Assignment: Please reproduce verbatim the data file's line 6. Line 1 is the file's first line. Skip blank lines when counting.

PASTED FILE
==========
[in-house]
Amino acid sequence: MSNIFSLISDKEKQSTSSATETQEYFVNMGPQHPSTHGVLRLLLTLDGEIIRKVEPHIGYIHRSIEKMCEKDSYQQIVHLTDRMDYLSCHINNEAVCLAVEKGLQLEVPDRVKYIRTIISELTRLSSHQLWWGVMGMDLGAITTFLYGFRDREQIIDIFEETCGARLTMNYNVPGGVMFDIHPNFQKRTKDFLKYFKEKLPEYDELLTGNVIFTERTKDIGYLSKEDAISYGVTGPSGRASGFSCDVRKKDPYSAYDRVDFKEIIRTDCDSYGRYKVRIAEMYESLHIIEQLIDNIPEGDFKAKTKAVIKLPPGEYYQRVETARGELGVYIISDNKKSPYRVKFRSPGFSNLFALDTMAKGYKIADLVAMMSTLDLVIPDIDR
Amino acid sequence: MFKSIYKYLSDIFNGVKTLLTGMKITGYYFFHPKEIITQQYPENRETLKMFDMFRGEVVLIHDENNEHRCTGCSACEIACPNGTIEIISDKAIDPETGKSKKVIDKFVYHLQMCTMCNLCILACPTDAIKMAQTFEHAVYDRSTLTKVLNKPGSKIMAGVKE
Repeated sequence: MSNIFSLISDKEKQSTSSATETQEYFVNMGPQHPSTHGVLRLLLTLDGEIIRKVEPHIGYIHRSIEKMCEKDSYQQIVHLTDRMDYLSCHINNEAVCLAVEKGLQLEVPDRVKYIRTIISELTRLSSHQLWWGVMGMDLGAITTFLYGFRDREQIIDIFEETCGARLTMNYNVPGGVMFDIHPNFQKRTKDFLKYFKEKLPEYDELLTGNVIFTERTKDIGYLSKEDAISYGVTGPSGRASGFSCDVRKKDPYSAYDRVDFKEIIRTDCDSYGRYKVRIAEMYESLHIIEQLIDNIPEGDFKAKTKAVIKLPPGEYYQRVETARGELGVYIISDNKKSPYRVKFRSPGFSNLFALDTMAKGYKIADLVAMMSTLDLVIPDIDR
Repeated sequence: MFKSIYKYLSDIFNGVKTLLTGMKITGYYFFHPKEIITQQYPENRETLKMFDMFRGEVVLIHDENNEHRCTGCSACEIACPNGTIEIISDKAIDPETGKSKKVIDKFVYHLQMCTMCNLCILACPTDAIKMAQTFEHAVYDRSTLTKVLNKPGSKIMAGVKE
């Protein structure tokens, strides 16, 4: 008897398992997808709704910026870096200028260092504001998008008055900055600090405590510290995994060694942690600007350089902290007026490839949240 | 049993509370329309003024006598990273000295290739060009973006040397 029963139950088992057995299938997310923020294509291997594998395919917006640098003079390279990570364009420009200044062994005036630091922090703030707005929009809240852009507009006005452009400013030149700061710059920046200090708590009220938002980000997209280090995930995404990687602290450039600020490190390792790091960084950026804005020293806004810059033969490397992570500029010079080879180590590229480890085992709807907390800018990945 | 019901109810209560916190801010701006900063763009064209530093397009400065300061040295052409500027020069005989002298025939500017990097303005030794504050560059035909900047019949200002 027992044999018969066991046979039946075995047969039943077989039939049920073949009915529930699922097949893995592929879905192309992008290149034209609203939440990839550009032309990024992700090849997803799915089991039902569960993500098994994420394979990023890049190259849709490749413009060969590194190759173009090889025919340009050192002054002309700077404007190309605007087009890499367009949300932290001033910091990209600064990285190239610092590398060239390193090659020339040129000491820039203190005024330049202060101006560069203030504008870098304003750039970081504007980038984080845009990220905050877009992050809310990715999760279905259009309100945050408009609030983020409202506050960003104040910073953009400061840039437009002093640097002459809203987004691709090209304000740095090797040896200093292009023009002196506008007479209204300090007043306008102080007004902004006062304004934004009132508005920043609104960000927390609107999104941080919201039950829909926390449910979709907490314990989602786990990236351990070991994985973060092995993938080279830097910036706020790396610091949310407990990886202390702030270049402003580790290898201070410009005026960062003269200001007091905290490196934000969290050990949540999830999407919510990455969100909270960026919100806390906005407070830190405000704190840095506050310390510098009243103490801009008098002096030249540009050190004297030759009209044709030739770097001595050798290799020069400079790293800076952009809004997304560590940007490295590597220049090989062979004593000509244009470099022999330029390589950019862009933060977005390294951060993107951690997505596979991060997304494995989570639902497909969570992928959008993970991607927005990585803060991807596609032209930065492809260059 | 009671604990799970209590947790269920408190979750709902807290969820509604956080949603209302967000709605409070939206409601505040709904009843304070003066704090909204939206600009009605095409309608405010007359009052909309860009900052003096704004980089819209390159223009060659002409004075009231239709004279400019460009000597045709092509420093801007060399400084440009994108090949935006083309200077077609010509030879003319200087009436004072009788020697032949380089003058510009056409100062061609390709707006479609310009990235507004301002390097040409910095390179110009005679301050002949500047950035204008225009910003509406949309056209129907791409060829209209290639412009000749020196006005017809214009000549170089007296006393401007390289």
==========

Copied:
């Protein structure tokens, strides 16, 4: 008897398992997808709704910026870096200028260092504001998008008055900055600090405590510290995994060694942690600007350089902290007026490839949240 | 049993509370329309003024006598990273000295290739060009973006040397 029963139950088992057995299938997310923020294509291997594998395919917006640098003079390279990570364009420009200044062994005036630091922090703030707005929009809240852009507009006005452009400013030149700061710059920046200090708590009220938002980000997209280090995930995404990687602290450039600020490190390792790091960084950026804005020293806004810059033969490397992570500029010079080879180590590229480890085992709807907390800018990945 | 019901109810209560916190801010701006900063763009064209530093397009400065300061040295052409500027020069005989002298025939500017990097303005030794504050560059035909900047019949200002 027992044999018969066991046979039946075995047969039943077989039939049920073949009915529930699922097949893995592929879905192309992008290149034209609203939440990839550009032309990024992700090849997803799915089991039902569960993500098994994420394979990023890049190259849709490749413009060969590194190759173009090889025919340009050192002054002309700077404007190309605007087009890499367009949300932290001033910091990209600064990285190239610092590398060239390193090659020339040129000491820039203190005024330049202060101006560069203030504008870098304003750039970081504007980038984080845009990220905050877009992050809310990715999760279905259009309100945050408009609030983020409202506050960003104040910073953009400061840039437009002093640097002459809203987004691709090209304000740095090797040896200093292009023009002196506008007479209204300090007043306008102080007004902004006062304004934004009132508005920043609104960000927390609107999104941080919201039950829909926390449910979709907490314990989602786990990236351990070991994985973060092995993938080279830097910036706020790396610091949310407990990886202390702030270049402003580790290898201070410009005026960062003269200001007091905290490196934000969290050990949540999830999407919510990455969100909270960026919100806390906005407070830190405000704190840095506050310390510098009243103490801009008098002096030249540009050190004297030759009209044709030739770097001595050798290799020069400079790293800076952009809004997304560590940007490295590597220049090989062979004593000509244009470099022999330029390589950019862009933060977005390294951060993107951690997505596979991060997304494995989570639902497909969570992928959008993970991607927005990585803060991807596609032209930065492809260059 | 009671604990799970209590947790269920408190979750709902807290969820509604956080949603209302967000709605409070939206409601505040709904009843304070003066704090909204939206600009009605095409309608405010007359009052909309860009900052003096704004980089819209390159223009060659002409004075009231239709004279400019460009000597045709092509420093801007060399400084440009994108090949935006083309200077077609010509030879003319200087009436004072009788020697032949380089003058510009056409100062061609390709707006479609310009990235507004301002390097040409910095390179110009005679301050002949500047950035204008225009910003509406949309056209129907791409060829209209290639412009000749020196006005017809214009000549170089007296006393401007390289």